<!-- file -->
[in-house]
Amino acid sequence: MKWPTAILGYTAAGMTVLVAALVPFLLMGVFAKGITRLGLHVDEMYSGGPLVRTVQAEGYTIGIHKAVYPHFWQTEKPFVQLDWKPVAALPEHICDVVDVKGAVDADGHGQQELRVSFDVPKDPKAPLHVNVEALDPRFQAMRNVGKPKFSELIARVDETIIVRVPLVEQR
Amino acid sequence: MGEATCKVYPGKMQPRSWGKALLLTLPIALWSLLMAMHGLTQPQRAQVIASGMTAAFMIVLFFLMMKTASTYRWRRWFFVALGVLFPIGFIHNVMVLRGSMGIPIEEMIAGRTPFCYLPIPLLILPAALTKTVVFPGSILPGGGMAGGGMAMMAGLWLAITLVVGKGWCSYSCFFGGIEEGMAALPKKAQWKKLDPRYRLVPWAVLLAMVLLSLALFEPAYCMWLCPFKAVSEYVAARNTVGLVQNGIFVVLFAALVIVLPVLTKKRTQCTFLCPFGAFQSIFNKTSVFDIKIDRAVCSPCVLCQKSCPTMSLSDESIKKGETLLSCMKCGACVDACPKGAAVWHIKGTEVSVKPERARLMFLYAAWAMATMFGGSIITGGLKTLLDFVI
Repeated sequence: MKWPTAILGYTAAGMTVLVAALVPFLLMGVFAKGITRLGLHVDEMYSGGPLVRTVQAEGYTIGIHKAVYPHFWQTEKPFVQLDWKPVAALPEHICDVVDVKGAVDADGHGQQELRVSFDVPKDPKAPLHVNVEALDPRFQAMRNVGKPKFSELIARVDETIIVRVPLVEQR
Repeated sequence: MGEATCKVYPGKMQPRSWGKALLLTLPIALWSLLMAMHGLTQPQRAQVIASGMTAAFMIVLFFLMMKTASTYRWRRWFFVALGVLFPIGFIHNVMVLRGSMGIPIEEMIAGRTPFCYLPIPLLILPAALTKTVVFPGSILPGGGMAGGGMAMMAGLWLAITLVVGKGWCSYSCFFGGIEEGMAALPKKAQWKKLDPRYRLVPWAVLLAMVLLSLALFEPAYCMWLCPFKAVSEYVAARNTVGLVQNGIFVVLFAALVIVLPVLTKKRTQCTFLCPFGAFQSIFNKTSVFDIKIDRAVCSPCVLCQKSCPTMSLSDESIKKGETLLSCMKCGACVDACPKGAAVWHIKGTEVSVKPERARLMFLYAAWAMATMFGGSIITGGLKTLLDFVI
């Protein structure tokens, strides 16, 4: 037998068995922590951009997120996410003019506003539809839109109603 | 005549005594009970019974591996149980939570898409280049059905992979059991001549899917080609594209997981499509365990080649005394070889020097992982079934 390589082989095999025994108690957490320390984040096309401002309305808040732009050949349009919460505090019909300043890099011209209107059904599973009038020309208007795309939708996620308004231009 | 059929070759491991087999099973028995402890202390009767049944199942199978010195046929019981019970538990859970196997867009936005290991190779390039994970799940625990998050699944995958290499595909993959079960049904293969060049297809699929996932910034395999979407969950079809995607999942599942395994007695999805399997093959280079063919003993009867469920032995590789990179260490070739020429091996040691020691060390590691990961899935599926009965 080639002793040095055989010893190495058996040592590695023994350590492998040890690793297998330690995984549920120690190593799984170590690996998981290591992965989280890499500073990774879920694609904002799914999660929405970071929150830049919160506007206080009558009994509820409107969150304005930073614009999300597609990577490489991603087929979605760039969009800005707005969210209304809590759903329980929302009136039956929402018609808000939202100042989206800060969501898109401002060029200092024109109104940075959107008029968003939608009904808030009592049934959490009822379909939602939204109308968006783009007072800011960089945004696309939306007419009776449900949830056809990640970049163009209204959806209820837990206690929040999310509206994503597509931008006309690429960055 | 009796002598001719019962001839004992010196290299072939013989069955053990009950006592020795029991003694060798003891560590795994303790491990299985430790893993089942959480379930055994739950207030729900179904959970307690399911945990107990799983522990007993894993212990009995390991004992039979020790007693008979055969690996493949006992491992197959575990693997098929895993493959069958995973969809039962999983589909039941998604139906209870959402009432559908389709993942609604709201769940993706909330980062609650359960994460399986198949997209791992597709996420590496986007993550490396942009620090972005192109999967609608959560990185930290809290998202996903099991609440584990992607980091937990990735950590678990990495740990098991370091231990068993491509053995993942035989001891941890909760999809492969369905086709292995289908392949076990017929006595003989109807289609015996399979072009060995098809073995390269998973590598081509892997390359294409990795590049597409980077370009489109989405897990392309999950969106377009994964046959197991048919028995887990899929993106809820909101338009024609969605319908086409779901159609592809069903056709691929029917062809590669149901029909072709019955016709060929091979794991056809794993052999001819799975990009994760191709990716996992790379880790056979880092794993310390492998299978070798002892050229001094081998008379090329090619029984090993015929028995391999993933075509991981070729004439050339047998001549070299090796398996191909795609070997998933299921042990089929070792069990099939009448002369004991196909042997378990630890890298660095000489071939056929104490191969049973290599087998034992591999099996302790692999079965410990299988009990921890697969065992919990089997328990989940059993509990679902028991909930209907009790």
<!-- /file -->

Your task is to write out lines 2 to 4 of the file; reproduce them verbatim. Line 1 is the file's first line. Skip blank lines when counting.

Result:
Amino acid sequence: MKWPTAILGYTAAGMTVLVAALVPFLLMGVFAKGITRLGLHVDEMYSGGPLVRTVQAEGYTIGIHKAVYPHFWQTEKPFVQLDWKPVAALPEHICDVVDVKGAVDADGHGQQELRVSFDVPKDPKAPLHVNVEALDPRFQAMRNVGKPKFSELIARVDETIIVRVPLVEQR
Amino acid sequence: MGEATCKVYPGKMQPRSWGKALLLTLPIALWSLLMAMHGLTQPQRAQVIASGMTAAFMIVLFFLMMKTASTYRWRRWFFVALGVLFPIGFIHNVMVLRGSMGIPIEEMIAGRTPFCYLPIPLLILPAALTKTVVFPGSILPGGGMAGGGMAMMAGLWLAITLVVGKGWCSYSCFFGGIEEGMAALPKKAQWKKLDPRYRLVPWAVLLAMVLLSLALFEPAYCMWLCPFKAVSEYVAARNTVGLVQNGIFVVLFAALVIVLPVLTKKRTQCTFLCPFGAFQSIFNKTSVFDIKIDRAVCSPCVLCQKSCPTMSLSDESIKKGETLLSCMKCGACVDACPKGAAVWHIKGTEVSVKPERARLMFLYAAWAMATMFGGSIITGGLKTLLDFVI
Repeated sequence: MKWPTAILGYTAAGMTVLVAALVPFLLMGVFAKGITRLGLHVDEMYSGGPLVRTVQAEGYTIGIHKAVYPHFWQTEKPFVQLDWKPVAALPEHICDVVDVKGAVDADGHGQQELRVSFDVPKDPKAPLHVNVEALDPRFQAMRNVGKPKFSELIARVDETIIVRVPLVEQR